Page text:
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NCJRS Abstract

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NCJ Number: 74461 Find in a Library
Title: Court Reform - The New York Experience (From Court Reform in Seven States, P 105-129, 1980, Lee Powell, ed. - See NCJ-74456)
Author(s): F Miller
Date Published: 1980
Page Count: 25
Sponsoring Agency: National Ctr for State Courts
Williamsburg, VA 23185
Sale Source: National Ctr for State Courts
Publications Dept
300 Newport Avenue
Williamsburg, VA 23185
United States of America
Language: English
Country: United States of America
Annotation: Court reform activity in the State of New York is described in this paper in the National Center for State Courts' collection of narratives for seven States; political influences are highlighted.
Abstract: New York has a large and complex court system which process more than two million cases each year. The system has two principal appellate courts, which include the court of appeals and four regional divisions of the supreme court that serve as intermediate appellate courts. Before 1978, the appellate divisions were also responsible for administering the 11 trial courts. Each of the trial courts has its own jurisdiction; the supreme court's jurisdiction is unlimited. A total of 3,500 judges serve throughout the unified court system. Since 1978 the unified court system has had a chief administrator of the courts appointed by the chief judge of the court of appeals. In addition, since 1976 the system's fiscal and personnel structure has been unified through legislative action. The first major reforms of the New York judicial system occurred at the 1846 constitutional convention. By the mid-1940's, the system had proven to be too rigid to adapt to the flood of litigation, particularly motor vehicle negligence cases, that poured into the courts after the war. The legislature and the courts responded to the growing crisis in the civil courts with a series of procedural devices designed to speed caseflow, including pretrial conferences, pretrial discovery, and use of special referees. These measures were inadequate, an additional reform measures were proposed in the mid-1950's by the Tweed Commission, chaired by attorney Harrison Tweed. Political interests quickly led to debate, revision, and rejection of many of these measures. Other reform attempts were made by the judicial conference in 1958, by the Constitutional Convention of 1967, and by the Dominick commission report. More recent efforts have been made by the Gordon Committee, by Court Reform Now, and by judicial initiatives. Appendixes summarizing amendments and policies are included.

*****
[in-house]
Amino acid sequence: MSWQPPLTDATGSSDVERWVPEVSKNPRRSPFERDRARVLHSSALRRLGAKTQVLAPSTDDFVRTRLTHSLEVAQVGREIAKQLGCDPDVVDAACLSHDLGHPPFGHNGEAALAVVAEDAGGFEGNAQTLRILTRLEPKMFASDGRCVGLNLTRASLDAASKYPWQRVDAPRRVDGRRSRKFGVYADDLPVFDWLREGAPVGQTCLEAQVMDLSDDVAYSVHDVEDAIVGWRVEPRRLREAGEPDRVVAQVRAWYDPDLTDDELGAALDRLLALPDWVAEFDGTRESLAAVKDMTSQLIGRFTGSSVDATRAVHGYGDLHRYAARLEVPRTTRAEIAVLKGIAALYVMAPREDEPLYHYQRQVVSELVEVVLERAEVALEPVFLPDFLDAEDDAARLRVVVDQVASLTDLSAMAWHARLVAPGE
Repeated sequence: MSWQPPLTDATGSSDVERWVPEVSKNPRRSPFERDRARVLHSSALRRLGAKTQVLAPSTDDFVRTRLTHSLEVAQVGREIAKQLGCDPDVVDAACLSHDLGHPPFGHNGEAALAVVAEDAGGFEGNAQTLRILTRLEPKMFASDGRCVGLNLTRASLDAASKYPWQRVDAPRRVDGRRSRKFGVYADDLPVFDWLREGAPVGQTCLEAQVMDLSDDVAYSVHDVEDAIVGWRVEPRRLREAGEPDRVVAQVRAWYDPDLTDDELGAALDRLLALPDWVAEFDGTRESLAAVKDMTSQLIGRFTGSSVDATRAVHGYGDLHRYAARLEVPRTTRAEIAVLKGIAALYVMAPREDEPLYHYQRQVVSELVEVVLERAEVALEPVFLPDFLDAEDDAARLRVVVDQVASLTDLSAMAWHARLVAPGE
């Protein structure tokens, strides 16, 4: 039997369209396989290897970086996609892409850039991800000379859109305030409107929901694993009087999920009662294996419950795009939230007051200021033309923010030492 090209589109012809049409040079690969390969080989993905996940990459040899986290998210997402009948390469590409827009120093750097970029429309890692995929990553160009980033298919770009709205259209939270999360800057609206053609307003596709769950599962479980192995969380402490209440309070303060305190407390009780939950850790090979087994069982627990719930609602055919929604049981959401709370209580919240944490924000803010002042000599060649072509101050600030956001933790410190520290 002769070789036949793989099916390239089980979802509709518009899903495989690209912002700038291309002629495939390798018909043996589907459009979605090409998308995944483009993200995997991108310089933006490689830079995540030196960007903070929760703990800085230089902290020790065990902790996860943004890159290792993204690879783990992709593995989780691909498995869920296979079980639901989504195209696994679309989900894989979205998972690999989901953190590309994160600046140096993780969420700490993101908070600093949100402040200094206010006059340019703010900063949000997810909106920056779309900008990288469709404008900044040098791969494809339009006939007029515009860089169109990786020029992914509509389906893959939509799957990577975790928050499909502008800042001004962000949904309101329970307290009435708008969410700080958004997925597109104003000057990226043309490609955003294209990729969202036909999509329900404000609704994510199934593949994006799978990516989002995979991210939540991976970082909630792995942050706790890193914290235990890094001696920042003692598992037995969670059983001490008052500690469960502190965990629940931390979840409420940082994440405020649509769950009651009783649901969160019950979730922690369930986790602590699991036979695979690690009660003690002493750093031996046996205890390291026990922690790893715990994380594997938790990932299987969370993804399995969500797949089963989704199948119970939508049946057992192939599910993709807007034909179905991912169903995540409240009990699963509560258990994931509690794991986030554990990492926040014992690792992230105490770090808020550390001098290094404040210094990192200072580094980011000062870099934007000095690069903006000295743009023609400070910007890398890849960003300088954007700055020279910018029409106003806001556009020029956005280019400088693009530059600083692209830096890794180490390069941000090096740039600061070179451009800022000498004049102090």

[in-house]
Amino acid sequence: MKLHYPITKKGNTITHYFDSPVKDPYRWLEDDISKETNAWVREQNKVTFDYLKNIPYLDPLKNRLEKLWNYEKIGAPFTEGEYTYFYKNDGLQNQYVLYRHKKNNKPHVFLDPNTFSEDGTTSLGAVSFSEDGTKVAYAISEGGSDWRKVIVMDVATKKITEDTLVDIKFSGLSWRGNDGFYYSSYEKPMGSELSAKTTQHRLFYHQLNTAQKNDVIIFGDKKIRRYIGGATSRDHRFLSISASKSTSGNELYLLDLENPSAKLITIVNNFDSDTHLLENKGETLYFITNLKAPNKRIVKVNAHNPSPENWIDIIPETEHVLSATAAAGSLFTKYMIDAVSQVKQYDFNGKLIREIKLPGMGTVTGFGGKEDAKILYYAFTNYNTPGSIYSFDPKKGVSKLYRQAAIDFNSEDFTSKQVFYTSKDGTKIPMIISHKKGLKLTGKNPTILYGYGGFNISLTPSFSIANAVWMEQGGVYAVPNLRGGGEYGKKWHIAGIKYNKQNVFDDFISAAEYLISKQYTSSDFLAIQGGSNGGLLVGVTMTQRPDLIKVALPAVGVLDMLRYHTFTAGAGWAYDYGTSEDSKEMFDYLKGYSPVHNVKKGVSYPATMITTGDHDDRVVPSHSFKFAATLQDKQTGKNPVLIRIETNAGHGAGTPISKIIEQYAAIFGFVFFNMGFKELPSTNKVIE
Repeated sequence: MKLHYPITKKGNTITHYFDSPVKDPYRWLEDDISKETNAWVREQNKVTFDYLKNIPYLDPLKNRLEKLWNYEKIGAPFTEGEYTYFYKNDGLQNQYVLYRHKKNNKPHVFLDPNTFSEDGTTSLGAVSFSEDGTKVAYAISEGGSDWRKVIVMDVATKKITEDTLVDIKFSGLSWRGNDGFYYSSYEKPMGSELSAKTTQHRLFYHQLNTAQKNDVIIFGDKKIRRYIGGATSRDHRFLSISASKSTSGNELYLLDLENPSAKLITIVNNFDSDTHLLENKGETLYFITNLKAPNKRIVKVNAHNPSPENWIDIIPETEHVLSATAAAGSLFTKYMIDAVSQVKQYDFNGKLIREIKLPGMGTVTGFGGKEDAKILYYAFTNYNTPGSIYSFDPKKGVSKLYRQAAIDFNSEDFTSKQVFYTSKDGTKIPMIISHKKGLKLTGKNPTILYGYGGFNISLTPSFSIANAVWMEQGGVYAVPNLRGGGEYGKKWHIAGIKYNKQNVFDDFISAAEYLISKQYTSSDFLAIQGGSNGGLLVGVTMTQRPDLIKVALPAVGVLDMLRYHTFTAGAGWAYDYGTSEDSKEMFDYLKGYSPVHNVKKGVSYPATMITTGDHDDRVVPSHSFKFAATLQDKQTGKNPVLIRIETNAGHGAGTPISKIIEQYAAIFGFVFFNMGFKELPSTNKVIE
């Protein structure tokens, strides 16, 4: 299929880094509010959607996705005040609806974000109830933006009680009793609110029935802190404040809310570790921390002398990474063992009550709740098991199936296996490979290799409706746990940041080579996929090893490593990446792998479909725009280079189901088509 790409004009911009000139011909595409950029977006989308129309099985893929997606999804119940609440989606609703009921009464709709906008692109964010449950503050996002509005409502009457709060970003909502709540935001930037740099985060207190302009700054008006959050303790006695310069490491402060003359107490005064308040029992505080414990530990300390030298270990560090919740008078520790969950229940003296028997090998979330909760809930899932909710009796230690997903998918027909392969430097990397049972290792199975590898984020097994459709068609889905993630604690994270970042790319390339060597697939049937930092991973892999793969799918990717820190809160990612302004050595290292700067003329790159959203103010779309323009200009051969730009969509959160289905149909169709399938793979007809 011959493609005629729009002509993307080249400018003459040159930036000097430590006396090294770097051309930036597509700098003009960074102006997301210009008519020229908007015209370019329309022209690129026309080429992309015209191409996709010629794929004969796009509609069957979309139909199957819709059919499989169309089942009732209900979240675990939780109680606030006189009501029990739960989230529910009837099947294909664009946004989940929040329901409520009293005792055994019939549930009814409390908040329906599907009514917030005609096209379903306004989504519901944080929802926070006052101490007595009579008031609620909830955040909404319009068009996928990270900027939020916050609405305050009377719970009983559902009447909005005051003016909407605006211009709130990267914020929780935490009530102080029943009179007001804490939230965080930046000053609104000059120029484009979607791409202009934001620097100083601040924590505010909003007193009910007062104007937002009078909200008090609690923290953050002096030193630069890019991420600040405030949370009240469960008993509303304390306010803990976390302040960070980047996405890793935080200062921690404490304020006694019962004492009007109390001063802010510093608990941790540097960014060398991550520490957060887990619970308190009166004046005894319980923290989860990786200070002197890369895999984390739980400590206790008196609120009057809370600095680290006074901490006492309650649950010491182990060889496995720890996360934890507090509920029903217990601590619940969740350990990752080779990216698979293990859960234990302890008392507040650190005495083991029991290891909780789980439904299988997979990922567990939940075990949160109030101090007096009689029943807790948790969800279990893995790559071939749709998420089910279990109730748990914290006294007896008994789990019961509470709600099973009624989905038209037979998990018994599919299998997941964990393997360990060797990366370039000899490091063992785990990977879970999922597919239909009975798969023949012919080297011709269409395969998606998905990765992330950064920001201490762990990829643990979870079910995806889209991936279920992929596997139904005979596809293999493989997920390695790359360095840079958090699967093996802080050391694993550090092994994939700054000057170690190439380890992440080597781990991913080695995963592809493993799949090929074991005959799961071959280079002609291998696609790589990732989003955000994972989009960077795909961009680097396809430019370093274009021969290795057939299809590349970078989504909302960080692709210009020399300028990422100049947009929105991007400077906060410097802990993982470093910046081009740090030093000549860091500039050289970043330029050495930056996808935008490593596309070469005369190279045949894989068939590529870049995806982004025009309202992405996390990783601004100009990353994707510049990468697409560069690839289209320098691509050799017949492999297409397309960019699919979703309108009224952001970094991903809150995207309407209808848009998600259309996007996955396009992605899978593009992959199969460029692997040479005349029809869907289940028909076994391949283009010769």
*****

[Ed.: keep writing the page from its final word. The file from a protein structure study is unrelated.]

Index Term(s): Court reform; Court reorganization; National Center for State Courts (NCSC); New York; Political influences; Reform; State court unification; State courts
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